2. Sida Chen, Shigeru Imai, Wennan Zhu, and Carlos A. Varela. Towards Learning Spatio-Temporal Data Stream Relationships for Failure Detection in Avionics. In Eric Blasch, Sai Ravela, and Alex Aved, editors, Handbook of Dynamic Data-Driven Application Systems, chapter 5, pages 97-121. Springer, 2018. Keyword(s): programming languages, data streaming, cyber physical systems.
    Abstract:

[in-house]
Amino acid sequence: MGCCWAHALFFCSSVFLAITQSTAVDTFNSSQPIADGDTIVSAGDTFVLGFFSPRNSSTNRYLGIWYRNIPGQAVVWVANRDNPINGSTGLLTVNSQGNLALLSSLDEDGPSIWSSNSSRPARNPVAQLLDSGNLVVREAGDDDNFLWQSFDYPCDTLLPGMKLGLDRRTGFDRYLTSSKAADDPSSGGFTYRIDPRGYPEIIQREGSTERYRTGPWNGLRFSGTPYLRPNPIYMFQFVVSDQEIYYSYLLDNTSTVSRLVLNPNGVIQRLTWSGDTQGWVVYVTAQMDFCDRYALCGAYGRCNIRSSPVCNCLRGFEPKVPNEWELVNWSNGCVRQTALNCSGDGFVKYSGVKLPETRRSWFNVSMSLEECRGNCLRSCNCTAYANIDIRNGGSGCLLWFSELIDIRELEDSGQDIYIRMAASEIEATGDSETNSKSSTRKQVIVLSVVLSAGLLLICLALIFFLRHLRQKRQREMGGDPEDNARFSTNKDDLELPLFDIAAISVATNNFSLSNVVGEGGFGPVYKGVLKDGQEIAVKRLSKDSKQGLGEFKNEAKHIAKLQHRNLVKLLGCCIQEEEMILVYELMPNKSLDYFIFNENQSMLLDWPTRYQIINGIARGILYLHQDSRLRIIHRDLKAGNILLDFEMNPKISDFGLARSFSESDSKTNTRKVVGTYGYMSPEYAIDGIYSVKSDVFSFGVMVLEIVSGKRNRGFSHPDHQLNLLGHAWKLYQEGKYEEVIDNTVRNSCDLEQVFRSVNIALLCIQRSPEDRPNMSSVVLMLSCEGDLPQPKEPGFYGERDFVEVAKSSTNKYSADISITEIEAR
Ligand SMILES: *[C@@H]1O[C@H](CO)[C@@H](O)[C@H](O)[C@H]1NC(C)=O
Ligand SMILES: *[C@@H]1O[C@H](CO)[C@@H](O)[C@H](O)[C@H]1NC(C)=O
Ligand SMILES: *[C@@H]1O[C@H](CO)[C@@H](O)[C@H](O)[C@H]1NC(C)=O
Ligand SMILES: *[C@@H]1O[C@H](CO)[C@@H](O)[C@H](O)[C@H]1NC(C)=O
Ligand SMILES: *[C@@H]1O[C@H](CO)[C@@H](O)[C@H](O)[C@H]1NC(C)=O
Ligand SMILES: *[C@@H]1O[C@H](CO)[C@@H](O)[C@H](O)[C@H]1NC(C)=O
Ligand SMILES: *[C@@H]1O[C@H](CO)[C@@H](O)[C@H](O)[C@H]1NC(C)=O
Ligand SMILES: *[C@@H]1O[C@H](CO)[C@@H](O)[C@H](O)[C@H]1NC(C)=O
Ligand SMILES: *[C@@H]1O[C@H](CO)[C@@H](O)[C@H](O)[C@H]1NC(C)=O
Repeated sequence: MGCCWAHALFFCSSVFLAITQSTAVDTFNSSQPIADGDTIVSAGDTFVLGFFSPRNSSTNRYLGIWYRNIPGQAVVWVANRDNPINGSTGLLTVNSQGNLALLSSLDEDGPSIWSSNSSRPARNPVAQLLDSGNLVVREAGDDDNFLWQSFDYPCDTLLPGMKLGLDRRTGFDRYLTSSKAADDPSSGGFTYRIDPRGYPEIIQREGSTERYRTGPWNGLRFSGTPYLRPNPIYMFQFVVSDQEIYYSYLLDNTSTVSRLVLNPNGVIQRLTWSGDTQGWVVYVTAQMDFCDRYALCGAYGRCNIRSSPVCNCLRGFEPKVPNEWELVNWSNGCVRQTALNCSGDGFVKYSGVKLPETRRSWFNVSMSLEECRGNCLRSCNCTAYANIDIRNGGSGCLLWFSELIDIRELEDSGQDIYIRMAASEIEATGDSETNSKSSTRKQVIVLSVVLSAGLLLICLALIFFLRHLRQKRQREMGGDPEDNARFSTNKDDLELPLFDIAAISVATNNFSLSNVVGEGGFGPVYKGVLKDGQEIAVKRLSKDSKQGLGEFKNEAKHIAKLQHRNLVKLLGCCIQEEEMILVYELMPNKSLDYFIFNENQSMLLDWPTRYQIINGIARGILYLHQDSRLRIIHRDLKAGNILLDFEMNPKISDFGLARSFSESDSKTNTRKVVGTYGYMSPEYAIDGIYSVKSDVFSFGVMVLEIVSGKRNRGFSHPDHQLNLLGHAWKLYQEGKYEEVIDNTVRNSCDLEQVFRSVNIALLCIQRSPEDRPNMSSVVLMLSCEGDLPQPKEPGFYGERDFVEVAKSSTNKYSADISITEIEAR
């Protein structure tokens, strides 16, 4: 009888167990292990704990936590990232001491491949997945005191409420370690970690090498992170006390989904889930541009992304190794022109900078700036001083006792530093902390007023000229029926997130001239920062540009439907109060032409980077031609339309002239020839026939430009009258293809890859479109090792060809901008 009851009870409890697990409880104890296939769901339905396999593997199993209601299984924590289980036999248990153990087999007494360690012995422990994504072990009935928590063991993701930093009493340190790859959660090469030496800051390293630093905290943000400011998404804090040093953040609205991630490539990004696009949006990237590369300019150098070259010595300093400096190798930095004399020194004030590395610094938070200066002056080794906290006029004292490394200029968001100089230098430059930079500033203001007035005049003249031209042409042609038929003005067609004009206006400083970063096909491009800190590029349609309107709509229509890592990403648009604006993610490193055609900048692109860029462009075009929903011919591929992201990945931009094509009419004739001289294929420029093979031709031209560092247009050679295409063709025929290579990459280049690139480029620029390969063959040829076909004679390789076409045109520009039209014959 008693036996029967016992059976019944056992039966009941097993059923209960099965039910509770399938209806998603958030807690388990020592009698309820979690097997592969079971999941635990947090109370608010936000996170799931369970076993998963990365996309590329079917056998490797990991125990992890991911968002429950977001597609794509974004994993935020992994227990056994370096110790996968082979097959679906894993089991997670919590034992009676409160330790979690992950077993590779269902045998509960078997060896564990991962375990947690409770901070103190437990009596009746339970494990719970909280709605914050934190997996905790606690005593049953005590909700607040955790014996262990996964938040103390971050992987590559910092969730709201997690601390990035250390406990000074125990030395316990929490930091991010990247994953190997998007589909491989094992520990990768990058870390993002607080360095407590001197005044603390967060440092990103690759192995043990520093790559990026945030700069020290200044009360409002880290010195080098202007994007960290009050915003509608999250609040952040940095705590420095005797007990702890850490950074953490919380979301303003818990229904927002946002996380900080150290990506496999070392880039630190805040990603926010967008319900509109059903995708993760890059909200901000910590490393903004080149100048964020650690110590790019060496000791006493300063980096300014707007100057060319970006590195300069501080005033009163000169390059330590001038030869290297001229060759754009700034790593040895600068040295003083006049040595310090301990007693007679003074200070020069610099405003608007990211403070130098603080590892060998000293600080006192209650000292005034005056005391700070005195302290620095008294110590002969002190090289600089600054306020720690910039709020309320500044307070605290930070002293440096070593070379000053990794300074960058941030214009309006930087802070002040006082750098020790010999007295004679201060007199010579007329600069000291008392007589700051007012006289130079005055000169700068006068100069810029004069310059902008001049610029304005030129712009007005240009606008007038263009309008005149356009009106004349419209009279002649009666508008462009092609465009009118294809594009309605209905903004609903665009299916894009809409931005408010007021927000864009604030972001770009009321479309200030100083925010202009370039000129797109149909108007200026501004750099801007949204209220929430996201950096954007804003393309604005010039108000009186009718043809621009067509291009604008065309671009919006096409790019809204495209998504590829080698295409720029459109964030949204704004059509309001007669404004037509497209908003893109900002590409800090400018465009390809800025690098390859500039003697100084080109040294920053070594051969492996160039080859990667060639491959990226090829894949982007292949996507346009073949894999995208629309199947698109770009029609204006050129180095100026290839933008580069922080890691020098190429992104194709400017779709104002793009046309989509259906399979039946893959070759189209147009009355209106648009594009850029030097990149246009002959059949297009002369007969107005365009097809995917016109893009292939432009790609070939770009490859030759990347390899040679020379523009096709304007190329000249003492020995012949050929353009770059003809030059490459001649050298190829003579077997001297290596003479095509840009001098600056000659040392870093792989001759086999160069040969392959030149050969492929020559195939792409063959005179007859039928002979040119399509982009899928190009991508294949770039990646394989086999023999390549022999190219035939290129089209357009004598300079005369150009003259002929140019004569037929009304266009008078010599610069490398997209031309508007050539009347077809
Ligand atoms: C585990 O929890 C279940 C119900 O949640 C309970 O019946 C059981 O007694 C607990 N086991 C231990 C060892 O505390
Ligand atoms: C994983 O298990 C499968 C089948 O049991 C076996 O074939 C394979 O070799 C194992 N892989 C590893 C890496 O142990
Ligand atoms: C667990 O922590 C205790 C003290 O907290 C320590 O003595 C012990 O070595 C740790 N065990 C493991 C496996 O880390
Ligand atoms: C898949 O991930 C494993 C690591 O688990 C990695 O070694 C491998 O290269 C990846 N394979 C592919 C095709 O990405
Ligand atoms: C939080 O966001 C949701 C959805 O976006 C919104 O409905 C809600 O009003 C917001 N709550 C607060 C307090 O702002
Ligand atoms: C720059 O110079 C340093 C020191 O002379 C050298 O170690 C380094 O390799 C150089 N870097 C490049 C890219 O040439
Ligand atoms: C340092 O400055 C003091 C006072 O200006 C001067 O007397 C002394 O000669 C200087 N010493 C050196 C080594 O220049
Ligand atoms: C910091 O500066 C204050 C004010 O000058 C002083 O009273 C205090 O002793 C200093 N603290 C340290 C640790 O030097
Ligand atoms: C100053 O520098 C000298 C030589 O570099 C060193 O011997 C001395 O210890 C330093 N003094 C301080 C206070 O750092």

Spatio-temporal data streams are often related in complex ways, for example, while the airspeed that an aircraft attains in cruise phase depends on the weight it carries, it also depends on many other factors. Some of these factors are controllable such as engine inputs or the airframe’s angle of attack, while others contextual, such as air density, or turbulence. It is therefore critical to develop failure models that can help recognize errors in the data, such as an incorrect fuel quantity, a malfunctioning pitot-static system, or other abnormal flight conditions. In this paper, we extend our PILOTS programming language to support machine learning techniques that will help data scientists: (1) create parameterized failure models from data and (2) continuously train a statistical model as new evidence (data) arrives. The linear regression approach learns parameters of a linear model to minimize least squares error for given training data. The Bayesian approach classifies operating modes according to supervised offline training and can discover new statistically significant modes online. As shown in Tuninter 1153 simulation result, dynamic Bayes classifier finds discrete error states on the fly while the error signatures approach requires every error state predefined. Using synthetic data, we compare the accuracy, response time, and adaptability of these machine learning techniques. Future dynamic data driven applications systems (DDDAS) using machine learning can identify complex dynamic data-driven failure models, which will in turn enable more accurate flight planning and control for emergency conditions.